Kolbars carry goods across the Kurdistan Region-Iran border. Photo: Rudaw video
ERBIL, Kurdistan Region – The Iranian government will develop the local economy in Kurdish areas of the country in an effort to put an end to the issue of semi-legal cross-border porters known as kolbar.
“It is an ugly fact for us that there is still a Kurd who is a kolbar,” Ali Shamkhani, secretary of the Iranian National Security Council told reporters, explaining that Tehran has taken certain decisions to solve the problems of the Kurdish areas.
“We did not intend to push a brave Kurd to become a kolbar, nor was it a good answer to the loyalty of the Kurdish people,” he said during a visit to Kurdistan Province over the weekend to pay respect to those killed in the war on terrorism.
He said the Iranian government has great respect for the Kurdish people, whom he claimed supported the Islamic Republic since day one. The people of Kurdistan are respectable people and the Iranian government is proud of them, he asserted.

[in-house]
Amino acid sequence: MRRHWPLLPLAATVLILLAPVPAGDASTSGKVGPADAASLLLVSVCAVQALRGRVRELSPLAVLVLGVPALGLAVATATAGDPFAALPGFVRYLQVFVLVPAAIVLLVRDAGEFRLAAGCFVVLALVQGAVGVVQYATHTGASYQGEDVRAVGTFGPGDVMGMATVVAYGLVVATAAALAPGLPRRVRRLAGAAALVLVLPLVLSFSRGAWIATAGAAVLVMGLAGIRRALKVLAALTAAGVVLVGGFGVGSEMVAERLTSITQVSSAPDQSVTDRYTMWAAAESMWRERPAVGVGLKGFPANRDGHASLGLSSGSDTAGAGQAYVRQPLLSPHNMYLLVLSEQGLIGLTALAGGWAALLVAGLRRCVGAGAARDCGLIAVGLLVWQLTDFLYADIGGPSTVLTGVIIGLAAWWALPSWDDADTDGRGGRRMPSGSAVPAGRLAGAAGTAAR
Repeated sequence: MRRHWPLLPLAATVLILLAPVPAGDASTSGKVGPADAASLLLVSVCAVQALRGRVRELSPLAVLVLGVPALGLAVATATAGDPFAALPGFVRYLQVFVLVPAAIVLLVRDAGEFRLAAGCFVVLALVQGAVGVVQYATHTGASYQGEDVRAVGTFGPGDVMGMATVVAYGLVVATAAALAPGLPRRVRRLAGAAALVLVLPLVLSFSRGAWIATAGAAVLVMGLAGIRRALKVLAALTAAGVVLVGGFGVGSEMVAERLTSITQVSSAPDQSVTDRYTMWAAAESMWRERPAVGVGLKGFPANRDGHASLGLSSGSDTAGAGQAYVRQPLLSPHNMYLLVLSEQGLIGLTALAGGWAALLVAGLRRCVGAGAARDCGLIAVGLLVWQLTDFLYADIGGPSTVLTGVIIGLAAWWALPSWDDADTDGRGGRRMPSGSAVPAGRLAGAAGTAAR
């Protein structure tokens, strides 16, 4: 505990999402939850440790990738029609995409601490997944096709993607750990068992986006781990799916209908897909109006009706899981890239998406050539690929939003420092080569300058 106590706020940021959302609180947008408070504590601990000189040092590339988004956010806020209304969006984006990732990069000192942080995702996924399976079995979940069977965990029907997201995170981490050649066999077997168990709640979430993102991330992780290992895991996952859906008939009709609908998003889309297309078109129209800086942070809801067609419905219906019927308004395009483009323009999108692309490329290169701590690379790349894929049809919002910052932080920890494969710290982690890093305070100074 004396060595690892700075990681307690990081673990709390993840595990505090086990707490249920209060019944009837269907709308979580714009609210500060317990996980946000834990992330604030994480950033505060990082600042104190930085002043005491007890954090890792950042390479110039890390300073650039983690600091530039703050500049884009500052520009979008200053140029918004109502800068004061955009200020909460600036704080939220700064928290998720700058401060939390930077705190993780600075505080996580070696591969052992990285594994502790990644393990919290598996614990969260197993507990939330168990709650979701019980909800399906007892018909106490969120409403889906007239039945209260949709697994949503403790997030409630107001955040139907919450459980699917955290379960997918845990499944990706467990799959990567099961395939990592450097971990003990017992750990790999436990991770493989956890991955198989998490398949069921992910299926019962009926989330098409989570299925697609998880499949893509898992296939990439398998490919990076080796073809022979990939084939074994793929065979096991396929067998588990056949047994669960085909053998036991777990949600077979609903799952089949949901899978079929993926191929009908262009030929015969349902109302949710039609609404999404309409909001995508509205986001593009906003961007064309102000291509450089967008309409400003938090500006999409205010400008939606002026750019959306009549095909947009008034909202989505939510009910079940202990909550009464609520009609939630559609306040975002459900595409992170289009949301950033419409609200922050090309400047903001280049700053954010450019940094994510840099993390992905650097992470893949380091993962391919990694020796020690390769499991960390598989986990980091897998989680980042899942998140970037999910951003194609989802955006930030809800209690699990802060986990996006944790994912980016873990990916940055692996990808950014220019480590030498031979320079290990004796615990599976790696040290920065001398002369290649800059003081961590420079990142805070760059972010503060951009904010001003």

It is a shame that the 1979 revolution has not been able to meet the socio-economic needs of the Kurds, driving kolbars to carry heavy loads across the often risky cross border areas, Shamkhani stated.
Kolbars frequently come under the fire of Iranian border guards. They also risk their lives in the treacherous mountain passes and cold winter temperatures on the Kurdistan Region-Iran border.
At least 167 kolbars have died in 2017, including two killed by Iranian forces on Sunday night.
Osman Ahmadi, 20, and Mohammad Bahrami, 23, were “ambushed” in a village near the border town of Sardasht, the France-based Kurdistan Human Rights Network stated. They two were transporting loads of almonds on their horses when Iranian forces opened fire.
The rights monitor said the soldiers refused to bring the two to hospital. A medical official said the two died of severe bleeding.
He said the Iranian plans will focus on creating jobs for the western provinces located on the border with the Kurdistan Region by developing trade exchange between the two sides.
Some kolbars are licensed by the Iranian government, though even they often face harsh treatment from border guards. Smuggling is outlawed. Some kolbars smuggle banned goods like alcohol across the border.
The Kurdish provinces of Iran are among the poorest in the country, suffering years of underdevelopment.
Shamkhani said the kolbar trade must end, according to Iranian media outlets.